Chicago, Ill., Jan 19, 2017 / 05:02 pm (CNA/EWTN News).- A former employee of the controversial Survivors’ Network of those Abused by Priests has filed a lawsuit claiming wrongful termination for challenging the organization’s misbehavior, including alleged kickbacks from attorneys who were suing the Church on behalf of sexual abuse victims.

In the lawsuit, Gretchen Rachel Hammond, a past development director of SNAP, claimed to have been fired after coming to learn “SNAP does not focus on protecting or helping survivors — it exploits them.” Although the plaintiff “had explicitly stated to potential donors that SNAP did not engage in kickback schemes,” Hammond’s discoveries while employed there allegedly showed otherwise — and the reputed proof is on an external hard drive.

“SNAP routinely accepts financial kickbacks from attorneys in the form of ‘donations.’ In exchange for the kickbacks, SNAP refers survivors as potential clients to attorneys, who then file lawsuits on behalf of the survivors against the Catholic Church,” the lawsuit charges. “These cases often settle, to the financial benefit of the attorneys and, at times, to the financial benefit of SNAP, which has received direct payments from survivors’ settlements.”

Hammond’s attorneys filed the lawsuit against SNAP on Jan. 17 in the Circuit Court of Cook County, Illinois. Hammond was employed at SNAP from July 2011 through February 2013, the complaint said. The lawsuit prompted a flat denial from SNAP president Barbara Blaine.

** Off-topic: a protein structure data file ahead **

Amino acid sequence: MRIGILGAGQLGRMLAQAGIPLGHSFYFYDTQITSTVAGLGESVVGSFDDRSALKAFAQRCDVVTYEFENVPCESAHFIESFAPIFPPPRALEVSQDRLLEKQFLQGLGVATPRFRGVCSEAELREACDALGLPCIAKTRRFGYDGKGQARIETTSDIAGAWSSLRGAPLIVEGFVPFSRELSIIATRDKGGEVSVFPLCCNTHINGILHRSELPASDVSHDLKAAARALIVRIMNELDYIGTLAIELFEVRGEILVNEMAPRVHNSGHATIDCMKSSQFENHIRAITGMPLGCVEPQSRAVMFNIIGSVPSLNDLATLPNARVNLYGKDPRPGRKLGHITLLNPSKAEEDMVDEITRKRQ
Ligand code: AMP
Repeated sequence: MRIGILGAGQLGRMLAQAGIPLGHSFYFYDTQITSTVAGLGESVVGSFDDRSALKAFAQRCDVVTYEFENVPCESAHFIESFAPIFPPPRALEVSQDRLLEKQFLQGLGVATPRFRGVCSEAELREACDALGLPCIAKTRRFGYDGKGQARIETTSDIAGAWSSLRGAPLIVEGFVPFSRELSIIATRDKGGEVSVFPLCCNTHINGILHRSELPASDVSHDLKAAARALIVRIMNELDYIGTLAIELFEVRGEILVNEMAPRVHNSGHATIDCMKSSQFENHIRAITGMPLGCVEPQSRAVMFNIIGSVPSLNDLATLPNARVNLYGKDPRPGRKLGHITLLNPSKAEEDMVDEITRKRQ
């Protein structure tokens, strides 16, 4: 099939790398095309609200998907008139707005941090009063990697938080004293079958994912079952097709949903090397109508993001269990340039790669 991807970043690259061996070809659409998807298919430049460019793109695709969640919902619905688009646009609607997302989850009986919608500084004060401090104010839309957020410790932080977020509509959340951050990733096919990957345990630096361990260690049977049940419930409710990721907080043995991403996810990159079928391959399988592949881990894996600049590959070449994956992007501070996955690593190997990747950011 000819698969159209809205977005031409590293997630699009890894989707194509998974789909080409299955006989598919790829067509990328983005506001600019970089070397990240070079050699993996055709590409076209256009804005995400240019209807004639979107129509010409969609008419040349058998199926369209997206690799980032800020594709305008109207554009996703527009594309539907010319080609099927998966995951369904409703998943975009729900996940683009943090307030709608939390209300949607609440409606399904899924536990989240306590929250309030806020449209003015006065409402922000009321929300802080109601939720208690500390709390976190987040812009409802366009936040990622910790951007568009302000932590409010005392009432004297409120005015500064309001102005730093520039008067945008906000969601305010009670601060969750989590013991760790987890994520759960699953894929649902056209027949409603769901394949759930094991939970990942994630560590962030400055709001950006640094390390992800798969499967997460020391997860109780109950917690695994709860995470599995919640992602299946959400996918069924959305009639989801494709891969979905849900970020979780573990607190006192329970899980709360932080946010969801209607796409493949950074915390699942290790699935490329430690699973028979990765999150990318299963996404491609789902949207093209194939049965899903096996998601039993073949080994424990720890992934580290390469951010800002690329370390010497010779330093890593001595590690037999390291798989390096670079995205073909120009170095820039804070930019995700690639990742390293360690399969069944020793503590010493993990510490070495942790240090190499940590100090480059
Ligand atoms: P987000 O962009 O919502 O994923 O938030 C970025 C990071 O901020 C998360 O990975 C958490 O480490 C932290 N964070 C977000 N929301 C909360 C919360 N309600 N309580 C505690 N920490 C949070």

“The allegations are not true. This will be proven in court. SNAP leaders are now, and always have been, devoted to following the SNAP mission: To help victims heal and to prevent further sexual abuse,” she said in a statement provided to CNA. According to the SNAP website, Blaine herself says she was abused as an eighth grader by a priest who taught at her Catholic school.

The lawsuit claimed that the organization receives “substantial contributions” from attorneys sometimes totaling more than 40 or 50 percent of its annual contributions. A prominent Minnesota attorney who represents clergy abuse survivors reportedly donated several six-figure annual sums, including over $415,000 in 2008. Other unnamed attorney-donors who represent abuse survivors reportedly came from California, Chicago, Seattle, and Delaware. Hammond claimed that the SNAP leadership provided a list of attorneys who were regular donors and “ordered Plaintiff not to reveal to anybody that SNAP received donations from attorneys.”

The lawsuit alleges that during 2011 and 2012, SNAP “concocted a scheme to have attorneys make donations to a front foundation” in order to conceal attorneys’ “kickbacks.” SNAP describes itself as “an independent, confidential network of survivors of institutional sexual abuse and their supporters” who aim to protect the vulnerable, heal the wounded and expose the truth in an effort to “hold church institutions responsible for enabling abuse and shielding predators.”